Be warned, while trying to stick to the tame, some examples may be unsettling. Censorship in games is not a new subject. It is not a minor subject, either, and is something that should always be on the forefront of every gamer's mind each time it comes up. Why? Well, it's a sensitive, yet immensely important, topic. There are many facets to explore and its worthwhile thinking about it, especially in this modern era. Before moving on, though, what exactly is being talked about?
Bandai Namco's upcoming adventure, Tales of Berseria, has come under some fire for a recent bout of censorship; namely that, in one scene, a child ends up being impaled by a certain character's sword. Some may immediately jump to the claim that this censorship is justified as it shows a child being murdered, while others may jump to its defence claiming things such as artistic integrity. The thing is, this isn't the first time the Tales] series has shown some gruesome stuff. In Tales of Graces f there is an early scene in which a young girl is outright impaled through and through by a monster. In Tales of Zestiria there is an early scene where an NPC is being eaten by a boss. These are hardly the only scenes of this sort that can be considered 'disturbing' and each Tales release seems to shoot for at least one. Heck, Tales of Xillia 2 quite literally has a huge plot element in the multiple impalements that happen. Why start fretting now, then?
Ever since the dawn of man, censorship has existed. Sometimes it's been political, sometimes cultural, sometimes religious, but always present; for example, the famous statue of David originally did not have its fig leaf, which was added later on in an effort to promote 'modesty.' The same can be said for many statues from that period and earlier eras, yet, at the same time, stuff like 'The Fall of Adam' was not adjusted. Why? What exactly is censorship and when, if ever, should it apply to games?
In its most basic form, 'censorship' is the practice of examining a piece of material to remove unacceptable parts. In some cases this can be a good thing, such as keeping military secrets from falling into the hands of an enemy. In some cases this can be a bad thing, such as keeping military secrets documenting experimentation on a country's citizens from becoming public. Both are plausible and can be debated. For games, censors have basically existed right from the get-go, with many things being censored, thusly making it harder to find. Some prime examples are things like Carmageddon, which was censored in certain countries until the pedestrians that the player was supposed to run over were replaced with zombies, or the airport scene in Call of Duty where the player instigates a terrorist attack upon an airport. Violence against children is a very common one, with children in games often either being invulnerable to damage, de-spawning whenever the player goes hostile, or both. Adult content is another favourite target, with even the slightest bit often catapulting a game to a Teen (15) or Mature (18) rating regardless of its severity. One could easily have a baby-friendly game suddenly be pushed behind the 'adults-only' wall for one or two poorly (or well-chosen, depending on how you view it) words.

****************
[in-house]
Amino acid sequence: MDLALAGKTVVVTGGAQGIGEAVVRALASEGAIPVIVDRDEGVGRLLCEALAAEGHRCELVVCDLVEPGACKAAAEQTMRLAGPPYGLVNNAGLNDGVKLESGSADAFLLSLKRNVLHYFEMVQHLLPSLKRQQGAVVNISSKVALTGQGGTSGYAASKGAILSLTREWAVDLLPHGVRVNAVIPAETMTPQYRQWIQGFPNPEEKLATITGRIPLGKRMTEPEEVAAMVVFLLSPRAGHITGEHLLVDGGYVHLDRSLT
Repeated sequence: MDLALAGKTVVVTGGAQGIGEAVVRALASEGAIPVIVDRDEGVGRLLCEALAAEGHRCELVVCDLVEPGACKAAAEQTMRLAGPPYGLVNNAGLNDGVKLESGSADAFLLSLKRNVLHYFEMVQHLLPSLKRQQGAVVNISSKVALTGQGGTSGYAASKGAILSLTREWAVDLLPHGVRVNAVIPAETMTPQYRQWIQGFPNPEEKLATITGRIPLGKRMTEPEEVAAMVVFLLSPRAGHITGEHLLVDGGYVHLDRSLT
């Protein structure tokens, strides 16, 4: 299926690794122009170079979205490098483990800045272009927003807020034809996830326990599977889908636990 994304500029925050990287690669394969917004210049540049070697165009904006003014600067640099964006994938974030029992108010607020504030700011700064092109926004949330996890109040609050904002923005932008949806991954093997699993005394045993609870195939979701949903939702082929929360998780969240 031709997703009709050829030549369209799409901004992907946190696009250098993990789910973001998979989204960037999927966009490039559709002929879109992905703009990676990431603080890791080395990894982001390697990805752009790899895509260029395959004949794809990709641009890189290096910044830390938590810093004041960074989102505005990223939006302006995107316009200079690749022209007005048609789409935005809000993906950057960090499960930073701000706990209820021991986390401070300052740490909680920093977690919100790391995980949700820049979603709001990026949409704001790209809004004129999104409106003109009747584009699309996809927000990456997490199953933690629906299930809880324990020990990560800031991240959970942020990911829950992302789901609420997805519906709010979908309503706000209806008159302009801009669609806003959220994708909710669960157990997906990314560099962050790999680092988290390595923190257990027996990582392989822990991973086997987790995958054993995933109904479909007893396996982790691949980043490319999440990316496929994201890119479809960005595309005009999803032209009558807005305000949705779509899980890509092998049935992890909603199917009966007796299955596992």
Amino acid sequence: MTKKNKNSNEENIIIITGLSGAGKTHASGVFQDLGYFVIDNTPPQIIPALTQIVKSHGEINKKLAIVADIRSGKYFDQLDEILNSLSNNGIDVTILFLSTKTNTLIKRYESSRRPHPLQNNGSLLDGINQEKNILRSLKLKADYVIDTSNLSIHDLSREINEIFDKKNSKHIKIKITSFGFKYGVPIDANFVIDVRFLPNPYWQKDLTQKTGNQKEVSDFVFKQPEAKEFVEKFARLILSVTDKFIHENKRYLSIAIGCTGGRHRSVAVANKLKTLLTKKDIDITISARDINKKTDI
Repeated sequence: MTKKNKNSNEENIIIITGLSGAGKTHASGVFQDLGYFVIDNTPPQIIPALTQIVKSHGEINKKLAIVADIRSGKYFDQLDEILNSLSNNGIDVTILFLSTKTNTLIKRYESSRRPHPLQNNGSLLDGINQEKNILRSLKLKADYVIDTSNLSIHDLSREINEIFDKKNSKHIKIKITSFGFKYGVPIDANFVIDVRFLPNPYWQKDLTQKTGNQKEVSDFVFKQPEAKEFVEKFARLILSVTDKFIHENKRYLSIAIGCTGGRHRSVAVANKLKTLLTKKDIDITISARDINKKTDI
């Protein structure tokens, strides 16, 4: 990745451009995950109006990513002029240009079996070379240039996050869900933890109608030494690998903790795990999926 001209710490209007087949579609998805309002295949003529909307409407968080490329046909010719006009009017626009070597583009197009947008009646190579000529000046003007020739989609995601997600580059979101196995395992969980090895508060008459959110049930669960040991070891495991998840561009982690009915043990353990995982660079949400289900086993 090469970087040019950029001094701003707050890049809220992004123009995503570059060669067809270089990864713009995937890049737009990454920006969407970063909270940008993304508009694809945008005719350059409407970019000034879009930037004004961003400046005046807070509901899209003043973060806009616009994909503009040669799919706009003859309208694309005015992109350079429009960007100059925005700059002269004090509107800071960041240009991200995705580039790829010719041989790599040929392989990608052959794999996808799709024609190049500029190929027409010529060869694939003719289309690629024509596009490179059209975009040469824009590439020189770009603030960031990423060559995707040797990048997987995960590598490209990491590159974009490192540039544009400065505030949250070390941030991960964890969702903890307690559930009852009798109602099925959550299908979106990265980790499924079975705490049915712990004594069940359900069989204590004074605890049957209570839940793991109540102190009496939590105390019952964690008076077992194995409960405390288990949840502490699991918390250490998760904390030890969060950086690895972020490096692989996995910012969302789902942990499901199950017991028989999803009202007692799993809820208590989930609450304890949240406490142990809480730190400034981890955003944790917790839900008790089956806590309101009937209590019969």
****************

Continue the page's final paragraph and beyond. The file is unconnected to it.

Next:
Is it right, then? Is it okay to cover up a scene or two in the name of indecency when they're not major things at all? Is it okay to censor a scene of child violence in a game series where young children are frequently playable characters? Is it right to cut a level based on a terrorist attack in a nation where such a thing is a sensitive topic? It's not an easy question to answer.